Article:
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Old 07-04-2007, 03:03 PM   #1
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Repack wheel bearings; OR, Bearing Buddies???

Howdy,
Any practical, safety, or tech reasons to do normal wheel bearings repack or is it as good as it seems to simply install bearing buddies and save a lot of my labor time.


Please advise?
Thanks, Ed
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Old 07-04-2007, 03:19 PM   #2
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Bearing buddies will blow grease all over your brake linings. Save 'em for your boat.

Tom
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Old 07-04-2007, 03:42 PM   #3
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Are you thinking about Dexter E-Z Lube hubs? I'd guess that they're fine as long as you pull them apart every two or three years for a complete inspection. You'll need to inspect the brake linings anyway.

Some people complain about blowing out the seals while pumping on a grease gun, but I just had my 7 year old continuously spin the tires while pumping, and the fresh grease eventually came back out with no trouble whatsoever. I adjusted the brakes, and considered the job done for the year. (However, I may need another brake adjustment after doing about 6,000 miles of towing this spring.)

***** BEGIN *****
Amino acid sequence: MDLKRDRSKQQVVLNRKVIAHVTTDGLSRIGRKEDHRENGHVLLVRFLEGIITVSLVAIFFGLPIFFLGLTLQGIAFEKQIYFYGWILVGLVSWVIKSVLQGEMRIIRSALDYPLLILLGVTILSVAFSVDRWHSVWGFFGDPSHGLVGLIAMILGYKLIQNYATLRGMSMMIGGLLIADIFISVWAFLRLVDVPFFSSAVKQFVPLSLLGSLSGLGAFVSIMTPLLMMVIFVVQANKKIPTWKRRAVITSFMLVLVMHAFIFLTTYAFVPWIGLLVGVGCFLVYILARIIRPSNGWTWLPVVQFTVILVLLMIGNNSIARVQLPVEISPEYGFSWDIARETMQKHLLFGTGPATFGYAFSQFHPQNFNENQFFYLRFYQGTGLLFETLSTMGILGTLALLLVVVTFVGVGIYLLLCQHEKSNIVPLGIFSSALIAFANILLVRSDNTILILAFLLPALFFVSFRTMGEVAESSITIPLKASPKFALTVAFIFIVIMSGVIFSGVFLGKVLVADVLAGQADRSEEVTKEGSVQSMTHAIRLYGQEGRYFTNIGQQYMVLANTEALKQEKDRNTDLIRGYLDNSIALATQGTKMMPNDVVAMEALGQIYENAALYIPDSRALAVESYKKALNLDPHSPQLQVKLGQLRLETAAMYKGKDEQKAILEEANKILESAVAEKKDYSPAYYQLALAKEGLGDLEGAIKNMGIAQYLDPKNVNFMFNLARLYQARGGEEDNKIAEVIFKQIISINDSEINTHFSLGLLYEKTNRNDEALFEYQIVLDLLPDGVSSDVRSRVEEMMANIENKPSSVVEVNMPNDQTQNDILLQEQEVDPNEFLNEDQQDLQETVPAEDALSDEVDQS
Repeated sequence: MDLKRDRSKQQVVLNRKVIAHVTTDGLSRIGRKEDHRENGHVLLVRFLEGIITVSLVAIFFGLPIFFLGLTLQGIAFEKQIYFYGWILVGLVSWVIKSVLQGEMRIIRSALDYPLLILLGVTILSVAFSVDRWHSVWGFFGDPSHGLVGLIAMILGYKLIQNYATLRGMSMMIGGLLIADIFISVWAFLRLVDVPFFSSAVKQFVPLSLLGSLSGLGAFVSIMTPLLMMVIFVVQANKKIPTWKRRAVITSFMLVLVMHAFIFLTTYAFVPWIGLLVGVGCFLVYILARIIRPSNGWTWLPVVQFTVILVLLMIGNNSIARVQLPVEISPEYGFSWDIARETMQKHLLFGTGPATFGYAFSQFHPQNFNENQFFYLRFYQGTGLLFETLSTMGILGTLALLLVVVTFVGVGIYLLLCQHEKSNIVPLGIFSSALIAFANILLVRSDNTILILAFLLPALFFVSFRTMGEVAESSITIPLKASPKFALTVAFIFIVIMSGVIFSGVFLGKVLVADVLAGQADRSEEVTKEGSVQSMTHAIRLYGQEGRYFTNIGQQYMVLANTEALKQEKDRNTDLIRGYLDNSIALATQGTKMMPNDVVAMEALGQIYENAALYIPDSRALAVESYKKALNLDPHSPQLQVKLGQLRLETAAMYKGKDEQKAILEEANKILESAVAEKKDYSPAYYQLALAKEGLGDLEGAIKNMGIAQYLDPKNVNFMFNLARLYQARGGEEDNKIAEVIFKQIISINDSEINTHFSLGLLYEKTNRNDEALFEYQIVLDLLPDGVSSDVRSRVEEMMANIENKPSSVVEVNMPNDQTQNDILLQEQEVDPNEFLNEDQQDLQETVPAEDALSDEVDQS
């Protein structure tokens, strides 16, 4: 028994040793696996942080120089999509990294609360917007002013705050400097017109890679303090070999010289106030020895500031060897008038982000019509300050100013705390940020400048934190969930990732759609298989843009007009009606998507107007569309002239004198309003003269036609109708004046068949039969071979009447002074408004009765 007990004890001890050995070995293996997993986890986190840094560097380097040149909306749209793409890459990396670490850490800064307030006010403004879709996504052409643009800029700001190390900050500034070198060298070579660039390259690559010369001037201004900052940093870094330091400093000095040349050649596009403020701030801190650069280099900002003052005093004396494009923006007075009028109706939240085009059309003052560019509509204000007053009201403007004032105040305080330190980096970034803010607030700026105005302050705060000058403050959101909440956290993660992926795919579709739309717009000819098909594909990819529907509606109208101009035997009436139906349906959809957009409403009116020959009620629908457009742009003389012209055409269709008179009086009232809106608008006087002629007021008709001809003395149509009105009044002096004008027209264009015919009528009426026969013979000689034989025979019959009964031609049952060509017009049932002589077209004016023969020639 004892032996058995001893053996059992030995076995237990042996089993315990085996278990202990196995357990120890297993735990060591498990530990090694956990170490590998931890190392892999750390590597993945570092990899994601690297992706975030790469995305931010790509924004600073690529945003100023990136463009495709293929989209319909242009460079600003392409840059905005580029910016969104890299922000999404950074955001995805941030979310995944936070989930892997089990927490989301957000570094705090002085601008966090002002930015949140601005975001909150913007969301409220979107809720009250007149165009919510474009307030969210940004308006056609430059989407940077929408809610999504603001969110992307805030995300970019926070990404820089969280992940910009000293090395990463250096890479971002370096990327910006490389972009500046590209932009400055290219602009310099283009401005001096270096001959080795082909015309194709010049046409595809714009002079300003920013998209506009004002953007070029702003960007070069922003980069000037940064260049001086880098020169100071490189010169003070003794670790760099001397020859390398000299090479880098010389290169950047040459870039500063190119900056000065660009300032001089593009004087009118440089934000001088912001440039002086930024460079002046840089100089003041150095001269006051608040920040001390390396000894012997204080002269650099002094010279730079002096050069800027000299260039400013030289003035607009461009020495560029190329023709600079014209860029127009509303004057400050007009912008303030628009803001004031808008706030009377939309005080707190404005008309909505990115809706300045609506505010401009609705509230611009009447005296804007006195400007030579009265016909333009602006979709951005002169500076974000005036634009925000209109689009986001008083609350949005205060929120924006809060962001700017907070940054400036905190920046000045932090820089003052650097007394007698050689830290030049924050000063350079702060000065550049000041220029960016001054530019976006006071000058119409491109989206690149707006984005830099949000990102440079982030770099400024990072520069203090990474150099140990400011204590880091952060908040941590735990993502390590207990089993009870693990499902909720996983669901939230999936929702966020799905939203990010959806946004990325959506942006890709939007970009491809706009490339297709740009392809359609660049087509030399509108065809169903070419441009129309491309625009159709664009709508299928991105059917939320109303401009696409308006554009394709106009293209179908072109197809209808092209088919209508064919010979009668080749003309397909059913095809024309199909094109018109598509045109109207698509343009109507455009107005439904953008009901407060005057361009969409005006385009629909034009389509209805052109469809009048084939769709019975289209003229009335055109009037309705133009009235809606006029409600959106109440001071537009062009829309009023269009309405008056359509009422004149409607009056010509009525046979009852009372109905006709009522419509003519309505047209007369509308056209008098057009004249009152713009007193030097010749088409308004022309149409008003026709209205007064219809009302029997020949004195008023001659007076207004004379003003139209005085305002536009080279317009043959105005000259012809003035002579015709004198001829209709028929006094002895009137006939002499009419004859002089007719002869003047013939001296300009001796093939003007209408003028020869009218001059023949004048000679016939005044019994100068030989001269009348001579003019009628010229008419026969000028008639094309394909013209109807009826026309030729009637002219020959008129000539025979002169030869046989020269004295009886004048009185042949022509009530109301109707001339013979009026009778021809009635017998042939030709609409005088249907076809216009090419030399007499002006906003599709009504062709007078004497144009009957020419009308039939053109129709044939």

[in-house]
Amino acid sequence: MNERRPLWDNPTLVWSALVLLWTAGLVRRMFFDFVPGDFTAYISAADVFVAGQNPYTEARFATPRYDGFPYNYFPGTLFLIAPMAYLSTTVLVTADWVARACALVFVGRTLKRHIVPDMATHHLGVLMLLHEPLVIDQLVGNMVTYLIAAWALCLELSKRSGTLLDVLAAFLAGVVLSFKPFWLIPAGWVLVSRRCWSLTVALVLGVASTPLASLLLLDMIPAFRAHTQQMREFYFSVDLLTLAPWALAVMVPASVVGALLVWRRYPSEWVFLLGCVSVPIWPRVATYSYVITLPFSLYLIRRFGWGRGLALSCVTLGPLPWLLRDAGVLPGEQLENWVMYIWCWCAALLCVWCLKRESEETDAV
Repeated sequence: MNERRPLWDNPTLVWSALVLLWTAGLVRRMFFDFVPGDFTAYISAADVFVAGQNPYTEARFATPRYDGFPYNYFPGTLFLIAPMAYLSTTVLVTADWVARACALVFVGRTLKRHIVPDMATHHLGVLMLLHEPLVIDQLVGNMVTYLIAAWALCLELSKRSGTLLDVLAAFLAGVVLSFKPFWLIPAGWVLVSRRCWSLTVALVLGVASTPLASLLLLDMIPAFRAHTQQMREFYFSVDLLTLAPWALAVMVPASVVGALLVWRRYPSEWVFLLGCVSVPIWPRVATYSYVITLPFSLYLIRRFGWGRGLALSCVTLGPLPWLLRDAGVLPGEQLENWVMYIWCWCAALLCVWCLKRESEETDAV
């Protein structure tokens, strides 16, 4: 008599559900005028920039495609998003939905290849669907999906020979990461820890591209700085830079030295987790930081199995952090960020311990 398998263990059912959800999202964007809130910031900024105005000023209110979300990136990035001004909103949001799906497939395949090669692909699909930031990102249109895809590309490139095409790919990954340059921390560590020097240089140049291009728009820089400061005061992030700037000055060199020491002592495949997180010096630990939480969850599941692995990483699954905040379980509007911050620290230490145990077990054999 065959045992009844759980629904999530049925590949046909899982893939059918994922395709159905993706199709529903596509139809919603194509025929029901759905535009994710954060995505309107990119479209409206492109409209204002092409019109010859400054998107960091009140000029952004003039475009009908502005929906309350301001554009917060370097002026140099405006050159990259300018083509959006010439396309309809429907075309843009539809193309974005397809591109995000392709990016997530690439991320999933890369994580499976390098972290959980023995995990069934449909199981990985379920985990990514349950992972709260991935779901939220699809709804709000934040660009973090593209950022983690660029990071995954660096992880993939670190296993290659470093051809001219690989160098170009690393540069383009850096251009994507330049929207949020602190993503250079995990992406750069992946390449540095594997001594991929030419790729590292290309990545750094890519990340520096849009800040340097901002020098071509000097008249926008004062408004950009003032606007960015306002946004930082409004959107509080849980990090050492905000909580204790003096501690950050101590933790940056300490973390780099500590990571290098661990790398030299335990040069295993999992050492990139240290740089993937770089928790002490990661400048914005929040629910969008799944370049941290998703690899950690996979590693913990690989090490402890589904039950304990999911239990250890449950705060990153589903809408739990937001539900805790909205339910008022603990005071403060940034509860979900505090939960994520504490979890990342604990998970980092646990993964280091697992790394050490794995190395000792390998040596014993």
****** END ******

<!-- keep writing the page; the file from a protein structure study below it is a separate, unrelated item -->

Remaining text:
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Old 07-04-2007, 05:46 PM   #4
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I agree with those that support packing the wheel bearings. You have to fill the entire cavity in the hub with grease using the bearing buddy to lube both the outer and innner bearing. Then when the hub gets warm/hot from driving for hours that grease has to expand somewhere; guess where. It squirts out past the seals into the brake assembly area and will likely drip down on the shoes and inside of the brake drums. Doesn't matter when you are pulling a boat trailer or small utility trailer without brakes but you don't want to do that with your Airstream.